What is the future of film?
I’m relieved that the film industry is finally over. Don’t believe me?
Let’s begin with what’s on at the local multiplex, shall we?
The Croods (Kids animation) GI Joe, (again), The Host (teenage love) Finding Nemo (again) OZ – The Great and the Powerful (again), Jack the Giant Slayer (again) The War of the Worlds (again) Oblivion (Tom Cruise saves the world. Again) Iron man 3 (again), Monsters Inc (again)…
Take a look at the list again. Any patterns forming here? See anymore Billy Elliot’s or Full Monty’s? Thought not.
The nearest thing to real drama these days seems to be on the stage – the ‘stage’ at the cinema, that is. For us plebs who don’t live in the capital or could barely afford any theatre tickets, we can now see the stage show/film ‘The Audience’ – which is basically Helen Mirren reprising (did I hear regurgitate) her Oscar winning role of Queen Elizabeth II in a National Theatre production of a new play. I’ve a feeling it’s only because Peter Morgan, the writer, and Stephen Daldry, the director, couldn’t get a budget together to make a movie and, while it’s nice that a London theatre gets some regional cash back, I’m unsure what I’m going to be watching.
Here’s the dilemma.
1. Theatre is not film. The only thing they share is that they both require narrative. Film is a mechanical art form which means you can do stuff like cut to another place, city, world etc. Theatre is usually in a building. With an interval.
2. Film is not theatre. Theatre usually has one ‘set’, maybe two if there are two acts. On saying that, some ‘filmed plays’ have actually worked. ‘Streetcar named Desire’ was one, ‘Who’s afraid of Virginia Woolf’ another; but a play has to be rewritten in order to embrace the parameters of the cinema. Anyone seen ‘Twelve angry Men’? ‘Carnage’? – Plays on film – written, or generated by playwrights.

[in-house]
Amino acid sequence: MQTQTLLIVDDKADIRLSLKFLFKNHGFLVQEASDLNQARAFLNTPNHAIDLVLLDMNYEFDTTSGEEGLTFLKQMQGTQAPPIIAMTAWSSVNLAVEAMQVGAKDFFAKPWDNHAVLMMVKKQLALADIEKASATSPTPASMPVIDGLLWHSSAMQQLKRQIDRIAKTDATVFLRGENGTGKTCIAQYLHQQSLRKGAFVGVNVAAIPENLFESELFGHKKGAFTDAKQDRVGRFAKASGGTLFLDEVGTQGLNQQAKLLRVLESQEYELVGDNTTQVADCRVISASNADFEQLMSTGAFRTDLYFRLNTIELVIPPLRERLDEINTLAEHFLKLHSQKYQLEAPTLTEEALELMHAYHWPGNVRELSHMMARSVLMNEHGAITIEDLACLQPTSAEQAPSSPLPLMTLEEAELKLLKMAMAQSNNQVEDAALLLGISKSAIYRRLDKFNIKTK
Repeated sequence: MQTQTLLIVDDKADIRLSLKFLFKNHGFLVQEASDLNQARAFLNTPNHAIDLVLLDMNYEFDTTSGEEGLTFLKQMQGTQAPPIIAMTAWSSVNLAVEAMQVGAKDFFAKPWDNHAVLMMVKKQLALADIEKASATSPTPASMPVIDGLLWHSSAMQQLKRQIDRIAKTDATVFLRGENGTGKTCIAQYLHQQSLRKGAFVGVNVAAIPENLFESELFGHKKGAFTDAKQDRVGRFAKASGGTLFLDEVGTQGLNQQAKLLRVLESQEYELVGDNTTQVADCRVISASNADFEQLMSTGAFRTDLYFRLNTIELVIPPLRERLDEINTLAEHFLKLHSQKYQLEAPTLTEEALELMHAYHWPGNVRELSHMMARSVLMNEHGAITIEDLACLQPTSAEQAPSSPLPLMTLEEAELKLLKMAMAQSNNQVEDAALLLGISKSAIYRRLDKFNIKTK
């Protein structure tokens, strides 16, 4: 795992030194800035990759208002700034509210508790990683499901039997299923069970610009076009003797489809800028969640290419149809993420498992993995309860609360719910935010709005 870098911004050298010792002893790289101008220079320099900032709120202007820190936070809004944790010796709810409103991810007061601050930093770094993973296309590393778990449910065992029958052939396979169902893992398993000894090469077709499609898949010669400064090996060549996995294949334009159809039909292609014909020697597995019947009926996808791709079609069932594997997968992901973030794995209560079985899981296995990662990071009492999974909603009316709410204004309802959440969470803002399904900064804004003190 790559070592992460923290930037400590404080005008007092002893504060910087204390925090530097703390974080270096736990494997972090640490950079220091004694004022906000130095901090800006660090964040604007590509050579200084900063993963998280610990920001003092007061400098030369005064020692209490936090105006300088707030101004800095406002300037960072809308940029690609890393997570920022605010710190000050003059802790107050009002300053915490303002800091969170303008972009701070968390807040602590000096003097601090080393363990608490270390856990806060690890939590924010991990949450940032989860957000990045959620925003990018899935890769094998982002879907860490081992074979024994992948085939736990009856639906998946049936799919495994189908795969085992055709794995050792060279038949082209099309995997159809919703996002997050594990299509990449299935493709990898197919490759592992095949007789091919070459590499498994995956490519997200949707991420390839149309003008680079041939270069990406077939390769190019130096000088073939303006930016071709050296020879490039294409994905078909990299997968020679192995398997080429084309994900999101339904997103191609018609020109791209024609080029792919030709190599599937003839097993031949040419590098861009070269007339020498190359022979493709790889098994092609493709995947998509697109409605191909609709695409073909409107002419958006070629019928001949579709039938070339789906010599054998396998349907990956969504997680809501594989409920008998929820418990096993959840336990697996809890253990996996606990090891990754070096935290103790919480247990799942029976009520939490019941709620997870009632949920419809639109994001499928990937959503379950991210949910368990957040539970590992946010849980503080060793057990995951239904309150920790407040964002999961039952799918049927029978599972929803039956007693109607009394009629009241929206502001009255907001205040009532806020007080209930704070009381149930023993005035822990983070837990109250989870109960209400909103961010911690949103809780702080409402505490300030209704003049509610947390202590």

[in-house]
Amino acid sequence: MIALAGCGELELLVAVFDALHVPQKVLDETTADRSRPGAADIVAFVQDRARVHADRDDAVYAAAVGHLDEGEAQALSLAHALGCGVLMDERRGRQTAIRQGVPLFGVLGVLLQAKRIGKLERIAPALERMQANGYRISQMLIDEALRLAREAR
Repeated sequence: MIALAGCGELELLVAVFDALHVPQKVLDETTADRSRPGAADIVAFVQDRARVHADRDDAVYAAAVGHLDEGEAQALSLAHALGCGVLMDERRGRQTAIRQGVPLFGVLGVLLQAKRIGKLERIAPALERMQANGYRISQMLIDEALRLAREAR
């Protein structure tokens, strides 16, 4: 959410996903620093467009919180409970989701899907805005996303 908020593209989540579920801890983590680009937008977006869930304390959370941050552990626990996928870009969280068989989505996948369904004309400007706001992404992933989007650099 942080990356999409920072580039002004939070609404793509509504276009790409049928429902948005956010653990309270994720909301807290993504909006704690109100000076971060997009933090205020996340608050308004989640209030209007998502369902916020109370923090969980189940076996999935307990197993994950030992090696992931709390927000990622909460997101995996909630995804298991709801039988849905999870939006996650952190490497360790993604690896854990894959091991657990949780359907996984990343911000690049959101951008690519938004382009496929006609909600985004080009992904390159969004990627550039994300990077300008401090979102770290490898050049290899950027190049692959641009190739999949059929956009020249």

3. Sure as eggs is eggs, if you adapt a play for the cinema, its going to be stale, flat and boring. Film is a visual medium, wherein it’s not what the characters say (theatre), it’s what they do (film). It’s active.
When drama jumped from theatre to film in the early twentieth century it was a technological invention that forged the change, i.e. the electric light. It became the light of realism and forced the age of the gas lights of the theatre into that of melodrama. More importantly it meant you could create an ‘edited’ narrative and take the audience wherever you wanted, at any point. They were no longer in a stuffy flea pit watching Gilbert and Sullivan, they were ogling Rudi Valentino, watching vampires or people fly to the moon. They’d been transported outside of the theater by technology.
Ok, we know cinema costs money – people like Cecil B de Milne started the idea of the ‘big budget’ and in the movie industry when money is spent, for some reason, four times the amount has to be made back. Otherwise, you don’t take a chance on anything risky or by definition, innovative. Now, enter the businessmen otherwise known as studio heads. From Sam Goldwyn to sharks like CAA head Mike Ovitz in the 1980’s, when actors began to be paid absurd amounts of money, the business has always been about money over art. Always. Yet, when those Academy Awards come around, the producers seem to morph into ‘creatives’ and run up and collect the gongs. ‘I’d like to thank Har-vey….’